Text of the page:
While the EU and UK continue to lead the charge in regulatory compliance standards to protect citizen and resident data, it is also years ahead of the US in addressing IoT device security. The fundamental issues still remain. Can we create a global culture where we put securing our data first, both from properly building IoT devices and then by holding device manufactures accountable in our procurement of devices?

Early in my career, a mentor of mine said, “you either participate in this [connected] world, or you don’t. There is no middle area.” We were discussing social applications and the volume of data that is shared both professionally (what tools your team uses) and personally (where you live, what you consume, your preferences, etc.). When I think back to that conversation, which I remember vividly as a turning point in how I view data, I am reminded that the same principle applies to the devices that carry sensitive data. Which, inevitably brings us to this week, where we focus on National Cybersecurity Awareness Month’s (NSCAM) theme of, “If You Connect It, Protect It”.

This week’s theme description:

If you connect it, protect it. The line between our online and offline lives is indistinguishable. This network of connections creates both opportunities and challenges for individuals and organizations across the globe. The first week of Cybersecurity Awareness Month will highlight the ways in which internet-connected devices have impacted our lives and will empower all users to own their role in security by taking steps to reduce their risks.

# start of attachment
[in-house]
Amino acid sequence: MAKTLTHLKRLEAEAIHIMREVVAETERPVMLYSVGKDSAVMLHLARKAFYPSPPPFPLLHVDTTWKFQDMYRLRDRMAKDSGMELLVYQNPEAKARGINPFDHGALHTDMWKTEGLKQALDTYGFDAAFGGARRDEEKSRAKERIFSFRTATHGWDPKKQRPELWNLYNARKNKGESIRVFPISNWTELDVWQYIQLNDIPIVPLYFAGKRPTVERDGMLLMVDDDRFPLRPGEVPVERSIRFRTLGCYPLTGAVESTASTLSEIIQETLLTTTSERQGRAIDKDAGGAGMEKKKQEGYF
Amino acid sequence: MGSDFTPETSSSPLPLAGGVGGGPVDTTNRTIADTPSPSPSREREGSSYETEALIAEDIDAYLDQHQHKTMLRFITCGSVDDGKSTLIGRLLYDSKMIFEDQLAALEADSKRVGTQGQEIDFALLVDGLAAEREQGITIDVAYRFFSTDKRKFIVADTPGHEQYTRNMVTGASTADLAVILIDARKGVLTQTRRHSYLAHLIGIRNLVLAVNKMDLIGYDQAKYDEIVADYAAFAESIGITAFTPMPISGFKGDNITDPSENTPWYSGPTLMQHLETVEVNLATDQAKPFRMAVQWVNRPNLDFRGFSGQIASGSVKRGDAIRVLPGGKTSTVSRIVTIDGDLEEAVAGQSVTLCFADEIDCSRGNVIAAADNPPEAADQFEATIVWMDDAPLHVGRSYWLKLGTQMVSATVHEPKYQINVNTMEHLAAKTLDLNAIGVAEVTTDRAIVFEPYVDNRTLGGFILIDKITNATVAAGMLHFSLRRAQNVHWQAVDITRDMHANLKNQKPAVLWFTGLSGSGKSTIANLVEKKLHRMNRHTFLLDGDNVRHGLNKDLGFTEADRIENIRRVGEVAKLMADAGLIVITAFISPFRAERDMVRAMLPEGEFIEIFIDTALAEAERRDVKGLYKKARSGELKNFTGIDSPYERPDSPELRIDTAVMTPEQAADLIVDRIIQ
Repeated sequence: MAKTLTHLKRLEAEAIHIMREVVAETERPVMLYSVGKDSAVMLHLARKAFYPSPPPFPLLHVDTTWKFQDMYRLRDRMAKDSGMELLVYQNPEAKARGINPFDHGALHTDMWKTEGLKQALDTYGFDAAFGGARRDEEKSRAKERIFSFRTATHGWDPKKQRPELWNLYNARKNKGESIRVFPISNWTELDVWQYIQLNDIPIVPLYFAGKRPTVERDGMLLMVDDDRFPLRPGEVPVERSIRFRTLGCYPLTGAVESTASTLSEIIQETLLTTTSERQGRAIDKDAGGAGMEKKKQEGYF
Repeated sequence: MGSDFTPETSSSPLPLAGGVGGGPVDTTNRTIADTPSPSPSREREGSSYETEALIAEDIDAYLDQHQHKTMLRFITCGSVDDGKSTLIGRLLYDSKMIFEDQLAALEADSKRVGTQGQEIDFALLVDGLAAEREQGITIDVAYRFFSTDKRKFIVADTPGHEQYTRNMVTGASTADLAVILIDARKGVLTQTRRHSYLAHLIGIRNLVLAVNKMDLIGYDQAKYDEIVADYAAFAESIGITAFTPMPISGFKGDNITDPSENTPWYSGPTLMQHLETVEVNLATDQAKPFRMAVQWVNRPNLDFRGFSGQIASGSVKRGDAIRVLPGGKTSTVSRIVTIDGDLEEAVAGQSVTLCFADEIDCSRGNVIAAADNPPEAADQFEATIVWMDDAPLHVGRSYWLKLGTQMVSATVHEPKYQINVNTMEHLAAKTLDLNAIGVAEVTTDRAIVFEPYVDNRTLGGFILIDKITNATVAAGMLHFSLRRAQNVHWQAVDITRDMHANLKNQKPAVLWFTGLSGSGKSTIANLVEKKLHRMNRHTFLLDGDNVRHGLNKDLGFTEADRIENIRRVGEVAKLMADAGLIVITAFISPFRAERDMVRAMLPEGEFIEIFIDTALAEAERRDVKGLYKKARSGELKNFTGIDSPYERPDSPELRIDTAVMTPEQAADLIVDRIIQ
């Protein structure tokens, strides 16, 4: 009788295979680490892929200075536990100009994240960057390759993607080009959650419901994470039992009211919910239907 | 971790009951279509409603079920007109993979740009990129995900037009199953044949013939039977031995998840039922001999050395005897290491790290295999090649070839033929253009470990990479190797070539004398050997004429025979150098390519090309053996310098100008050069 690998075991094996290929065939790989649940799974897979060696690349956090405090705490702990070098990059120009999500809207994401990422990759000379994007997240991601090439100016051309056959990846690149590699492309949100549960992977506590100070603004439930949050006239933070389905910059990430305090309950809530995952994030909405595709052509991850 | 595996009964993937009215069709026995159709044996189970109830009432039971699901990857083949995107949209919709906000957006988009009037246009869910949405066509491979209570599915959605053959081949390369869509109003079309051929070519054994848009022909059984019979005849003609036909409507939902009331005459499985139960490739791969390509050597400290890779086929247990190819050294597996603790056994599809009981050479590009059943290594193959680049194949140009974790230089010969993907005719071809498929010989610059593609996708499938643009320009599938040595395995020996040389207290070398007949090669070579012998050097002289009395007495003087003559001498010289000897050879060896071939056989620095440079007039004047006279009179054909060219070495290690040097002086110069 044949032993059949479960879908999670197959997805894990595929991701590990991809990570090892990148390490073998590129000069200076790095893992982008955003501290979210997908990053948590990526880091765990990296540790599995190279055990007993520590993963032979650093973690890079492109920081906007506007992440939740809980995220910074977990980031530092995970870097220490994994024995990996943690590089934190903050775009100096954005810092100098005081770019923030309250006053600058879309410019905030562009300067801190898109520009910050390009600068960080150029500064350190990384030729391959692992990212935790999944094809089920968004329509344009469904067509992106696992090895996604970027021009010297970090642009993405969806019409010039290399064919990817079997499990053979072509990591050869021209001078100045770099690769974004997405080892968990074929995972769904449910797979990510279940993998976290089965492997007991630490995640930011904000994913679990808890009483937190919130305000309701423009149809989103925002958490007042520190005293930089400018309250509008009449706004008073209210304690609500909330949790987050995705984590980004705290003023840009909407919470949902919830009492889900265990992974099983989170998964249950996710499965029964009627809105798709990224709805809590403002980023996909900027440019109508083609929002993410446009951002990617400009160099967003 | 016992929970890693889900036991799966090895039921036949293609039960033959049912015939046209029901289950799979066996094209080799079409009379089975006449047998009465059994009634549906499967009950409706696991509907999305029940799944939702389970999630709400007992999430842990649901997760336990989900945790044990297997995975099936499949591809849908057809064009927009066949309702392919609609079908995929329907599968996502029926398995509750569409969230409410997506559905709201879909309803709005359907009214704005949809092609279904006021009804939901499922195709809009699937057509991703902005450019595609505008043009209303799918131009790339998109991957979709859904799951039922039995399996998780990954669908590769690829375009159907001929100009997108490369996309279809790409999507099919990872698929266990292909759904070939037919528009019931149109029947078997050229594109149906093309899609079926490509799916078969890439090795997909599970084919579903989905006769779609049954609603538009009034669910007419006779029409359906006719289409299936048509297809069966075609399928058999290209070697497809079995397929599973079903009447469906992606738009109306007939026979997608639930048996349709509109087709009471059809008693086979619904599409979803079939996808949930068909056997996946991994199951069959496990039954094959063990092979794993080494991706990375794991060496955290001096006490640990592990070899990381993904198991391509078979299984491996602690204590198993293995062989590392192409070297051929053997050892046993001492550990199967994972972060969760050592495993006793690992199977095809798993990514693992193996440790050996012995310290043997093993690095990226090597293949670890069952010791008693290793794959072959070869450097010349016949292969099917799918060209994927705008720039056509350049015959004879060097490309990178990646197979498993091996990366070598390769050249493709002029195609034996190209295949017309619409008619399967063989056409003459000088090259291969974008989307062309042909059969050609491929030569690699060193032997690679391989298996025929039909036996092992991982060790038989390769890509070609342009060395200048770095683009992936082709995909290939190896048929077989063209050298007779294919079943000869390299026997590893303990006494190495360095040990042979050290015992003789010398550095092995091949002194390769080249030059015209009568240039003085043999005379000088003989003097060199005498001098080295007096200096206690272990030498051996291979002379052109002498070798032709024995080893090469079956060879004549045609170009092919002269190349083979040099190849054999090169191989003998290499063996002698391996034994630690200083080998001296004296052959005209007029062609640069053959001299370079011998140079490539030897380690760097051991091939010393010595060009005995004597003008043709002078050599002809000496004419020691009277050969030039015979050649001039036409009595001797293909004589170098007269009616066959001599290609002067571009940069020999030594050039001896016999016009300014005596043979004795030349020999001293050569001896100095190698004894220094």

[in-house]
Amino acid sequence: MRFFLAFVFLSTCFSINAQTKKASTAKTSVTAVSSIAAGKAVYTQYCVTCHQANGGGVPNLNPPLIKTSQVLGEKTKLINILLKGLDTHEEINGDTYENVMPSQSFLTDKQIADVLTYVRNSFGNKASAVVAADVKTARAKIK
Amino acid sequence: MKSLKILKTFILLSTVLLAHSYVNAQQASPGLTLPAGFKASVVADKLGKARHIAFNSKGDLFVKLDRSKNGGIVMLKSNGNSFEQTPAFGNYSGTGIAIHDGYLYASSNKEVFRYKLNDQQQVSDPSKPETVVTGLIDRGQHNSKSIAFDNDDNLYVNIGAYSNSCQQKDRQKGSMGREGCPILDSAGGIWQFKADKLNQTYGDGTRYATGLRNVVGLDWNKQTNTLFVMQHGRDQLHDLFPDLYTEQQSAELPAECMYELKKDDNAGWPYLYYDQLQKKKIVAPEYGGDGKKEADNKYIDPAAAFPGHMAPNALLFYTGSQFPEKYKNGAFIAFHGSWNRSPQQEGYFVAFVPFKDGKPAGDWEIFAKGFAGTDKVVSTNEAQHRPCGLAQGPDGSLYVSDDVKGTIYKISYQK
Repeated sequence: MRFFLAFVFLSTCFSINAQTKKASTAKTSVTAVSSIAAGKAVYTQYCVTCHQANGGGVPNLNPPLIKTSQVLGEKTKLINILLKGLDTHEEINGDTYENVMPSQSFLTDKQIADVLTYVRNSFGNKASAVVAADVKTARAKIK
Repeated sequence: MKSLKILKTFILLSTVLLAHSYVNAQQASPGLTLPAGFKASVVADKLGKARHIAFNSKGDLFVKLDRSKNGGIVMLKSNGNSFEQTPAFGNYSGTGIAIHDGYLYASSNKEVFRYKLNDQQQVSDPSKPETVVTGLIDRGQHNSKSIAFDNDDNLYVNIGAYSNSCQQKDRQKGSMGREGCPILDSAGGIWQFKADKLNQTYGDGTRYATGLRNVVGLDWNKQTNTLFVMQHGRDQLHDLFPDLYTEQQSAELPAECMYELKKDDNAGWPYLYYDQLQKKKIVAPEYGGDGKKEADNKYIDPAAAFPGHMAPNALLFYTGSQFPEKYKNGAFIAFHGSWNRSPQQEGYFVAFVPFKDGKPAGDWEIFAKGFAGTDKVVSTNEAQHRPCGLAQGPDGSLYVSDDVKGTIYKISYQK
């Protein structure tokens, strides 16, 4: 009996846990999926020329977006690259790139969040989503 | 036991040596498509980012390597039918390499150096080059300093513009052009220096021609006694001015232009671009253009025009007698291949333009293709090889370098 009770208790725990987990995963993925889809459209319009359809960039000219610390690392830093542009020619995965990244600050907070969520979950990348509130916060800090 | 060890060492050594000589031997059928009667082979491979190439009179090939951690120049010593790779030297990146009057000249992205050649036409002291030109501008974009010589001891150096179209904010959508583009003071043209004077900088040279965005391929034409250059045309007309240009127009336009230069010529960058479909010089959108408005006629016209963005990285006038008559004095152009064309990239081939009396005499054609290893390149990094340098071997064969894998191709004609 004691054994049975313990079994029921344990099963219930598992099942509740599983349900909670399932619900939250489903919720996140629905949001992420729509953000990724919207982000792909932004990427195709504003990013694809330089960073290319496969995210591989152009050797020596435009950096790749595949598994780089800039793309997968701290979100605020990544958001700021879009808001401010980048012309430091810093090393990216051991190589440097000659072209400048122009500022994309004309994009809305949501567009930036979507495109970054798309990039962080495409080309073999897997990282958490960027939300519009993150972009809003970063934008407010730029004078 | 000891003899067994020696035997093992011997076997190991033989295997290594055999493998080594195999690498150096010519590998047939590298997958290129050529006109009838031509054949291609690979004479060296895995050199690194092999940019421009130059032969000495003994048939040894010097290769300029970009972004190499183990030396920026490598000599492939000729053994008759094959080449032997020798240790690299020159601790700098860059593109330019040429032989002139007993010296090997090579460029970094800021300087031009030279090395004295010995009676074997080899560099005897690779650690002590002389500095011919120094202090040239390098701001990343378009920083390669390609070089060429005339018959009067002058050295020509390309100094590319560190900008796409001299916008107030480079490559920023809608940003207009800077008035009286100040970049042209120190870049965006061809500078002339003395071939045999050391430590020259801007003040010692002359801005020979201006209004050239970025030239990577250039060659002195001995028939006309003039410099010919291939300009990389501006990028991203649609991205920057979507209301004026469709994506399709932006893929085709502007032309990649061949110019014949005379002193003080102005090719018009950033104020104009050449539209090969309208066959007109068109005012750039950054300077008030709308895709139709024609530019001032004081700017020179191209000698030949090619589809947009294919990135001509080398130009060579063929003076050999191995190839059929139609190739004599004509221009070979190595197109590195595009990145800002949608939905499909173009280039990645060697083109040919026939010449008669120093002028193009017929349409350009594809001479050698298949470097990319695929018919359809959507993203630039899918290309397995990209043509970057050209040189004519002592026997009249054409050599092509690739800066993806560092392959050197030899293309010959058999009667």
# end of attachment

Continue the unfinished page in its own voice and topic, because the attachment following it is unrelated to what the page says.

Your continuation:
You Either Have [Connected] Devices, Or You Don’t 

In full realization of the fact that not all devices are created with the same intent, all devices are created with the purpose of solving for a want or need. One thing that most devices are not created with is security-in-mind. Connect devices often come with default passwords that go unchanged, have outdated operating systems, and are sending data via insecure protocols. Whether is it a personal device (ie. cell phone, smart watch, etc.) or devices that you have in your office (ie. MRI machines, HVAC controls, workstations, etc.), they all must be accounted for, risks must be known, and high-risk and vulnerable devices must be secured properly.

Steps to securing your IoT devices: